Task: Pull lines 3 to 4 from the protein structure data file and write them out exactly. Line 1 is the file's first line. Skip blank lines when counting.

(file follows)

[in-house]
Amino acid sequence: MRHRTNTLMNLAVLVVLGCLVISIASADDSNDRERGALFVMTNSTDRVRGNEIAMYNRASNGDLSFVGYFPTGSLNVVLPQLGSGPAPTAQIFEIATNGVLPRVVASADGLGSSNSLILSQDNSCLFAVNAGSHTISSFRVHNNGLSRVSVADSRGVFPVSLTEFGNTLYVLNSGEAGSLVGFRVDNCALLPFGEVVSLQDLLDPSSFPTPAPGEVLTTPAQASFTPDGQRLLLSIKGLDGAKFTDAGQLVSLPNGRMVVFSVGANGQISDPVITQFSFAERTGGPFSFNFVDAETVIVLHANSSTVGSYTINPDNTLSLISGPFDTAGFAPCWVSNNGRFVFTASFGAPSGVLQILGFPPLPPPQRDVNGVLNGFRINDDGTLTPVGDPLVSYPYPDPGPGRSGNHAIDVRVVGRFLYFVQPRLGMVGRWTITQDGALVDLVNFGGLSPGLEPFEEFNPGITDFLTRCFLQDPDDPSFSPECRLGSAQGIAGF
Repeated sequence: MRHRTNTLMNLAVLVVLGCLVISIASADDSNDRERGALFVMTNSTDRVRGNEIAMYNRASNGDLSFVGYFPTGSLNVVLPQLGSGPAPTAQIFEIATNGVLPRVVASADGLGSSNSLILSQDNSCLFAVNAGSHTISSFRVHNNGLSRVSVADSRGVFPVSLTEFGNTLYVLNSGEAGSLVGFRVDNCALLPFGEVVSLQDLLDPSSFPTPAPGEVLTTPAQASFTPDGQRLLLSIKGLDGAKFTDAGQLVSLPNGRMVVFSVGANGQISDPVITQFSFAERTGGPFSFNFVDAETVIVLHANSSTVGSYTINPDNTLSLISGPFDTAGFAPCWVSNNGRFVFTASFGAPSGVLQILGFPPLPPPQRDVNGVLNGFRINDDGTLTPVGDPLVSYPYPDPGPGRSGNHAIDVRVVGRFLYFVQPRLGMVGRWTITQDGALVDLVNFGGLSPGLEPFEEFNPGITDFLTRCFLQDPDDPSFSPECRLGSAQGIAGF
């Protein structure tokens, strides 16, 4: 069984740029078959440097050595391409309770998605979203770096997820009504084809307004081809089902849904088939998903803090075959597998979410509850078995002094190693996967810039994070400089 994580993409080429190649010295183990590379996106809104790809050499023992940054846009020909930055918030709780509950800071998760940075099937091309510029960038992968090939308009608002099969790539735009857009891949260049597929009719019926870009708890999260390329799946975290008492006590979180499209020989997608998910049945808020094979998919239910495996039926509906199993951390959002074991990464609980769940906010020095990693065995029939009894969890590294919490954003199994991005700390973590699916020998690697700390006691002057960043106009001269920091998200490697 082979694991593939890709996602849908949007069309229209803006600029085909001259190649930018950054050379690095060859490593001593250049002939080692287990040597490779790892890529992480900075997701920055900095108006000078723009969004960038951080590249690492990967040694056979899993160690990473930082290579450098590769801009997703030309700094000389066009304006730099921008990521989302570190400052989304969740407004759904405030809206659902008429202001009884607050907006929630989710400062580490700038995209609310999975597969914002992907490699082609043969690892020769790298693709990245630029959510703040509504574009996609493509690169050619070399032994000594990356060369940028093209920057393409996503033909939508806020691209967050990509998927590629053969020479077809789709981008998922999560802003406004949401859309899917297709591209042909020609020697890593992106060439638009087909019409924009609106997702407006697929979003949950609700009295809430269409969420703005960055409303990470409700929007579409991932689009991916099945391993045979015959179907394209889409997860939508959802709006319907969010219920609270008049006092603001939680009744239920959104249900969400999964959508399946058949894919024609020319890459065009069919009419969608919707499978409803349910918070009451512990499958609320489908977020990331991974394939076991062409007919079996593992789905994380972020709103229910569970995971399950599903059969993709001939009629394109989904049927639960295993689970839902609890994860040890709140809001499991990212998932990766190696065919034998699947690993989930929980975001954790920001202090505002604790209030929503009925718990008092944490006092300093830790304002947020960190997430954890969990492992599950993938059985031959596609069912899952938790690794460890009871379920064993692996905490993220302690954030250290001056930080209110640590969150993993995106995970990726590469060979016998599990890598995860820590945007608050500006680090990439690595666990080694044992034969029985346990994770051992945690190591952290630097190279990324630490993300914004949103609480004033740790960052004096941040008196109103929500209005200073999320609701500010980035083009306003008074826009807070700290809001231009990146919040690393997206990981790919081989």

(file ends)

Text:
Repeated sequence: MRHRTNTLMNLAVLVVLGCLVISIASADDSNDRERGALFVMTNSTDRVRGNEIAMYNRASNGDLSFVGYFPTGSLNVVLPQLGSGPAPTAQIFEIATNGVLPRVVASADGLGSSNSLILSQDNSCLFAVNAGSHTISSFRVHNNGLSRVSVADSRGVFPVSLTEFGNTLYVLNSGEAGSLVGFRVDNCALLPFGEVVSLQDLLDPSSFPTPAPGEVLTTPAQASFTPDGQRLLLSIKGLDGAKFTDAGQLVSLPNGRMVVFSVGANGQISDPVITQFSFAERTGGPFSFNFVDAETVIVLHANSSTVGSYTINPDNTLSLISGPFDTAGFAPCWVSNNGRFVFTASFGAPSGVLQILGFPPLPPPQRDVNGVLNGFRINDDGTLTPVGDPLVSYPYPDPGPGRSGNHAIDVRVVGRFLYFVQPRLGMVGRWTITQDGALVDLVNFGGLSPGLEPFEEFNPGITDFLTRCFLQDPDDPSFSPECRLGSAQGIAGF
């Protein structure tokens, strides 16, 4: 069984740029078959440097050595391409309770998605979203770096997820009504084809307004081809089902849904088939998903803090075959597998979410509850078995002094190693996967810039994070400089 994580993409080429190649010295183990590379996106809104790809050499023992940054846009020909930055918030709780509950800071998760940075099937091309510029960038992968090939308009608002099969790539735009857009891949260049597929009719019926870009708890999260390329799946975290008492006590979180499209020989997608998910049945808020094979998919239910495996039926509906199993951390959002074991990464609980769940906010020095990693065995029939009894969890590294919490954003199994991005700390973590699916020998690697700390006691002057960043106009001269920091998200490697 082979694991593939890709996602849908949007069309229209803006600029085909001259190649930018950054050379690095060859490593001593250049002939080692287990040597490779790892890529992480900075997701920055900095108006000078723009969004960038951080590249690492990967040694056979899993160690990473930082290579450098590769801009997703030309700094000389066009304006730099921008990521989302570190400052989304969740407004759904405030809206659902008429202001009884607050907006929630989710400062580490700038995209609310999975597969914002992907490699082609043969690892020769790298693709990245630029959510703040509504574009996609493509690169050619070399032994000594990356060369940028093209920057393409996503033909939508806020691209967050990509998927590629053969020479077809789709981008998922999560802003406004949401859309899917297709591209042909020609020697890593992106060439638009087909019409924009609106997702407006697929979003949950609700009295809430269409969420703005960055409303990470409700929007579409991932689009991916099945391993045979015959179907394209889409997860939508959802709006319907969010219920609270008049006092603001939680009744239920959104249900969400999964959508399946058949894919024609020319890459065009069919009419969608919707499978409803349910918070009451512990499958609320489908977020990331991974394939076991062409007919079996593992789905994380972020709103229910569970995971399950599903059969993709001939009629394109989904049927639960295993689970839902609890994860040890709140809001499991990212998932990766190696065919034998699947690993989930929980975001954790920001202090505002604790209030929503009925718990008092944490006092300093830790304002947020960190997430954890969990492992599950993938059985031959596609069912899952938790690794460890009871379920064993692996905490993220302690954030250290001056930080209110640590969150993993995106995970990726590469060979016998599990890598995860820590945007608050500006680090990439690595666990080694044992034969029985346990994770051992945690190591952290630097190279990324630490993300914004949103609480004033740790960052004096941040008196109103929500209005200073999320609701500010980035083009306003008074826009807070700290809001231009990146919040690393997206990981790919081989």